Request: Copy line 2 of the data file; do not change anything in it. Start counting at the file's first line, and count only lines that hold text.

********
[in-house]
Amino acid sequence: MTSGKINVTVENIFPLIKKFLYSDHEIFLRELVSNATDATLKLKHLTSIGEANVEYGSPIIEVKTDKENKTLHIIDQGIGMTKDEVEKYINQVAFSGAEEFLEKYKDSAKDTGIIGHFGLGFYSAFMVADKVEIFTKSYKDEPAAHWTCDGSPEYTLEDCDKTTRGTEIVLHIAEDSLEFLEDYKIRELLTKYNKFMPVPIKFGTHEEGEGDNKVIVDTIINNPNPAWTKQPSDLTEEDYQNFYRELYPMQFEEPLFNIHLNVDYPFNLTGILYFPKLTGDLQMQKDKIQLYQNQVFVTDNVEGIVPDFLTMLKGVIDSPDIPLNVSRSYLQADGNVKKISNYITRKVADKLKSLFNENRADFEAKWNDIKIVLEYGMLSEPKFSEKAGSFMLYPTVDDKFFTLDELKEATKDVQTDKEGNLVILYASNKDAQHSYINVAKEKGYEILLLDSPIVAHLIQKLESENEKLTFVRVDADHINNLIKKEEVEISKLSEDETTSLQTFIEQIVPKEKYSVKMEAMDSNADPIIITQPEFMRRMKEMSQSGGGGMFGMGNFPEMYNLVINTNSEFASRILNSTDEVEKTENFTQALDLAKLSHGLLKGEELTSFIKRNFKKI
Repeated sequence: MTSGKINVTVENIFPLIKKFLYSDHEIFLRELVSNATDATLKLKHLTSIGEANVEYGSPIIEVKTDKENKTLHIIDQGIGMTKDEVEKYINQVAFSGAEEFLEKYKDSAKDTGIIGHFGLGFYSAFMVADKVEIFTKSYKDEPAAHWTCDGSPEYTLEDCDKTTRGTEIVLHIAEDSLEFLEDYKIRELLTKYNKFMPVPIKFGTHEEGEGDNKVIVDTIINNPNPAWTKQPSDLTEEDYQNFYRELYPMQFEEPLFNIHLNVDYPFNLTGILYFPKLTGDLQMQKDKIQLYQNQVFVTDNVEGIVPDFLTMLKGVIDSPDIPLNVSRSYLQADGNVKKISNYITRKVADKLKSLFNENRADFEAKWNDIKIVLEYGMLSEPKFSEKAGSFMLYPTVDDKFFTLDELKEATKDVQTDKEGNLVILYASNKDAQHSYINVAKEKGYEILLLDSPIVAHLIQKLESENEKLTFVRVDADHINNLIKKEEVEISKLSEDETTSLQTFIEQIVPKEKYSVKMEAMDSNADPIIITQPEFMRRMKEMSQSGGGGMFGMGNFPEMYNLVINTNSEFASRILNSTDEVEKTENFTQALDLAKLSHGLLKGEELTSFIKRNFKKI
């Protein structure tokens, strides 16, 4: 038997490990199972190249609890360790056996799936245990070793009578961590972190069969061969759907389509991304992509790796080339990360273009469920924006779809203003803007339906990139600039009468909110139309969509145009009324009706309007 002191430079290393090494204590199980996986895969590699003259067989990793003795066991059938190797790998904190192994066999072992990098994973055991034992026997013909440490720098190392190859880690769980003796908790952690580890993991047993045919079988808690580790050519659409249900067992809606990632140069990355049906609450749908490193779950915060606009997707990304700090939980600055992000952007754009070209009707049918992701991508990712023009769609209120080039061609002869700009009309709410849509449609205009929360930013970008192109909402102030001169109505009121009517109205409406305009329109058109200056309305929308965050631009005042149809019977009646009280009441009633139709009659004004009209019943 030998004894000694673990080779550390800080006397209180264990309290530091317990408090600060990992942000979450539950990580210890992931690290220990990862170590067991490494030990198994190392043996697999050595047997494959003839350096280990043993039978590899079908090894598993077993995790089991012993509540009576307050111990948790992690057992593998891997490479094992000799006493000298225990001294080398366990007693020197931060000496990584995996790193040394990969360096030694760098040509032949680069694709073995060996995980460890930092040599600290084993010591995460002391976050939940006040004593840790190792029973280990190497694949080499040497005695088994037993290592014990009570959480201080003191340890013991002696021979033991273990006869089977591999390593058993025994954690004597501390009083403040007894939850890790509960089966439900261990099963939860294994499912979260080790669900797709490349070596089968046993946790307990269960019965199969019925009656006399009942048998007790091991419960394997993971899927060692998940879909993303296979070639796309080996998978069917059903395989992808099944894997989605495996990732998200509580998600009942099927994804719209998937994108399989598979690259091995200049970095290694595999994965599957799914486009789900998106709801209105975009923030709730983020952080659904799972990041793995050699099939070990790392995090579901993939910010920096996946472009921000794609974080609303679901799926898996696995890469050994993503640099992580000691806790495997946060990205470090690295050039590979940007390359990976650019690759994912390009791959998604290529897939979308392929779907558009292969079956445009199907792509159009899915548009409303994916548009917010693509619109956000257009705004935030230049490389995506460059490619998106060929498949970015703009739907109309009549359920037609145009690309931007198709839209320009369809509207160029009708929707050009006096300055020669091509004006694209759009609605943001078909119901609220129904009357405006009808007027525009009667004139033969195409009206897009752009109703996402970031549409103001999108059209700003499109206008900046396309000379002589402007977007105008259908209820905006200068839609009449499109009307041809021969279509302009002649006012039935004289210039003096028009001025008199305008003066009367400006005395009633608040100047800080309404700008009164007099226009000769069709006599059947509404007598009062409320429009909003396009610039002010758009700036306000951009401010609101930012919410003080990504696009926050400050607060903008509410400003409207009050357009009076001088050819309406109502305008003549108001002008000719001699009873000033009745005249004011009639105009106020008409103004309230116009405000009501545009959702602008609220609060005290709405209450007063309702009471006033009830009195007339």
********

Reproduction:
Amino acid sequence: MTSGKINVTVENIFPLIKKFLYSDHEIFLRELVSNATDATLKLKHLTSIGEANVEYGSPIIEVKTDKENKTLHIIDQGIGMTKDEVEKYINQVAFSGAEEFLEKYKDSAKDTGIIGHFGLGFYSAFMVADKVEIFTKSYKDEPAAHWTCDGSPEYTLEDCDKTTRGTEIVLHIAEDSLEFLEDYKIRELLTKYNKFMPVPIKFGTHEEGEGDNKVIVDTIINNPNPAWTKQPSDLTEEDYQNFYRELYPMQFEEPLFNIHLNVDYPFNLTGILYFPKLTGDLQMQKDKIQLYQNQVFVTDNVEGIVPDFLTMLKGVIDSPDIPLNVSRSYLQADGNVKKISNYITRKVADKLKSLFNENRADFEAKWNDIKIVLEYGMLSEPKFSEKAGSFMLYPTVDDKFFTLDELKEATKDVQTDKEGNLVILYASNKDAQHSYINVAKEKGYEILLLDSPIVAHLIQKLESENEKLTFVRVDADHINNLIKKEEVEISKLSEDETTSLQTFIEQIVPKEKYSVKMEAMDSNADPIIITQPEFMRRMKEMSQSGGGGMFGMGNFPEMYNLVINTNSEFASRILNSTDEVEKTENFTQALDLAKLSHGLLKGEELTSFIKRNFKKI